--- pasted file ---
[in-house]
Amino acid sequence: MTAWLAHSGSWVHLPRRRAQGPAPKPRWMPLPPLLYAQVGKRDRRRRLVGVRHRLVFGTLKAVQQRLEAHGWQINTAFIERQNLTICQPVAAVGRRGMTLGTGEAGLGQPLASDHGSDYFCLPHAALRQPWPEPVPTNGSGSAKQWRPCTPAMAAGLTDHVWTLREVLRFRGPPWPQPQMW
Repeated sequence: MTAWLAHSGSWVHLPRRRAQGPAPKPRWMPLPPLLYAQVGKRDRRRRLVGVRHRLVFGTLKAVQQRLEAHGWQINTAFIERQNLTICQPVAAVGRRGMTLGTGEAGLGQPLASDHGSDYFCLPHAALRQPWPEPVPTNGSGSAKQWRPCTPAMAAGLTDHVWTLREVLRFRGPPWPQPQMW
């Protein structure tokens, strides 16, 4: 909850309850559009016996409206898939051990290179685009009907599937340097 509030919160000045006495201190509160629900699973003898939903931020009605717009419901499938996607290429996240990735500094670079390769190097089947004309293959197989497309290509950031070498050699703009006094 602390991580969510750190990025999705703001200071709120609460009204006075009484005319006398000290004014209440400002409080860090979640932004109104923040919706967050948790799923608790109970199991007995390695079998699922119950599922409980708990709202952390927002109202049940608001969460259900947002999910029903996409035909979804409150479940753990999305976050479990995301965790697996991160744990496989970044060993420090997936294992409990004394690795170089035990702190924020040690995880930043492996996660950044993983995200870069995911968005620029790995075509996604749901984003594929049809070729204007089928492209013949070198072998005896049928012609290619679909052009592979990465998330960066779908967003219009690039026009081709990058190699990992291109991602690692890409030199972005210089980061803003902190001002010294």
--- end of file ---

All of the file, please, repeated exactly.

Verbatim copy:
[in-house]
Amino acid sequence: MTAWLAHSGSWVHLPRRRAQGPAPKPRWMPLPPLLYAQVGKRDRRRRLVGVRHRLVFGTLKAVQQRLEAHGWQINTAFIERQNLTICQPVAAVGRRGMTLGTGEAGLGQPLASDHGSDYFCLPHAALRQPWPEPVPTNGSGSAKQWRPCTPAMAAGLTDHVWTLREVLRFRGPPWPQPQMW
Repeated sequence: MTAWLAHSGSWVHLPRRRAQGPAPKPRWMPLPPLLYAQVGKRDRRRRLVGVRHRLVFGTLKAVQQRLEAHGWQINTAFIERQNLTICQPVAAVGRRGMTLGTGEAGLGQPLASDHGSDYFCLPHAALRQPWPEPVPTNGSGSAKQWRPCTPAMAAGLTDHVWTLREVLRFRGPPWPQPQMW
């Protein structure tokens, strides 16, 4: 909850309850559009016996409206898939051990290179685009009907599937340097 509030919160000045006495201190509160629900699973003898939903931020009605717009419901499938996607290429996240990735500094670079390769190097089947004309293959197989497309290509950031070498050699703009006094 602390991580969510750190990025999705703001200071709120609460009204006075009484005319006398000290004014209440400002409080860090979640932004109104923040919706967050948790799923608790109970199991007995390695079998699922119950599922409980708990709202952390927002109202049940608001969460259900947002999910029903996409035909979804409150479940753990999305976050479990995301965790697996991160744990496989970044060993420090997936294992409990004394690795170089035990702190924020040690995880930043492996996660950044993983995200870069995911968005620029790995075509996604749901984003594929049809070729204007089928492209013949070198072998005896049928012609290619679909052009592979990465998330960066779908967003219009690039026009081709990058190699990992291109991602690692890409030199972005210089980061803003902190001002010294």